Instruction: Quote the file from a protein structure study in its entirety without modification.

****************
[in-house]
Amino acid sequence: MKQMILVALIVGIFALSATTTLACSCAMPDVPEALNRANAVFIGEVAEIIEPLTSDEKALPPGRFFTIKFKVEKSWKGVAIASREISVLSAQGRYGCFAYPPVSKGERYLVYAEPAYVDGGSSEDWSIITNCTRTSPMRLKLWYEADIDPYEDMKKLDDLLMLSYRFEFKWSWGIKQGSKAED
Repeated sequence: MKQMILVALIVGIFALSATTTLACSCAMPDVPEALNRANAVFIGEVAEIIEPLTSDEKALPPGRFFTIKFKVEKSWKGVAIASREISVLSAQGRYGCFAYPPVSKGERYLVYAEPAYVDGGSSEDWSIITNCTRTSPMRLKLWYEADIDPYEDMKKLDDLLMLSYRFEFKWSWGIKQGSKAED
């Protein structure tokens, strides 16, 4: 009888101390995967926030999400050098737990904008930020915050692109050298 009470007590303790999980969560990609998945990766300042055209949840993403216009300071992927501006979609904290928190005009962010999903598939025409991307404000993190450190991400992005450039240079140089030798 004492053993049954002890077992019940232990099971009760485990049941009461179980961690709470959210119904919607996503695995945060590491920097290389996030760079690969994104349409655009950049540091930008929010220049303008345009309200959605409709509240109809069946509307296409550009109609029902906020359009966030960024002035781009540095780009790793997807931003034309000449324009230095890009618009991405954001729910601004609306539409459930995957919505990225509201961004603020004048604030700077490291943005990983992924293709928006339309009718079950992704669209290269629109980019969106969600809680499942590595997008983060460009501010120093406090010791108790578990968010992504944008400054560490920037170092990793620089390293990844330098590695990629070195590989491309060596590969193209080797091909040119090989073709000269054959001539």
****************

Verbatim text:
[in-house]
Amino acid sequence: MKQMILVALIVGIFALSATTTLACSCAMPDVPEALNRANAVFIGEVAEIIEPLTSDEKALPPGRFFTIKFKVEKSWKGVAIASREISVLSAQGRYGCFAYPPVSKGERYLVYAEPAYVDGGSSEDWSIITNCTRTSPMRLKLWYEADIDPYEDMKKLDDLLMLSYRFEFKWSWGIKQGSKAED
Repeated sequence: MKQMILVALIVGIFALSATTTLACSCAMPDVPEALNRANAVFIGEVAEIIEPLTSDEKALPPGRFFTIKFKVEKSWKGVAIASREISVLSAQGRYGCFAYPPVSKGERYLVYAEPAYVDGGSSEDWSIITNCTRTSPMRLKLWYEADIDPYEDMKKLDDLLMLSYRFEFKWSWGIKQGSKAED
């Protein structure tokens, strides 16, 4: 009888101390995967926030999400050098737990904008930020915050692109050298 009470007590303790999980969560990609998945990766300042055209949840993403216009300071992927501006979609904290928190005009962010999903598939025409991307404000993190450190991400992005450039240079140089030798 004492053993049954002890077992019940232990099971009760485990049941009461179980961690709470959210119904919607996503695995945060590491920097290389996030760079690969994104349409655009950049540091930008929010220049303008345009309200959605409709509240109809069946509307296409550009109609029902906020359009966030960024002035781009540095780009790793997807931003034309000449324009230095890009618009991405954001729910601004609306539409459930995957919505990225509201961004603020004048604030700077490291943005990983992924293709928006339309009718079950992704669209290269629109980019969106969600809680499942590595997008983060460009501010120093406090010791108790578990968010992504944008400054560490920037170092990793620089390293990844330098590695990629070195590989491309060596590969193209080797091909040119090989073709000269054959001539």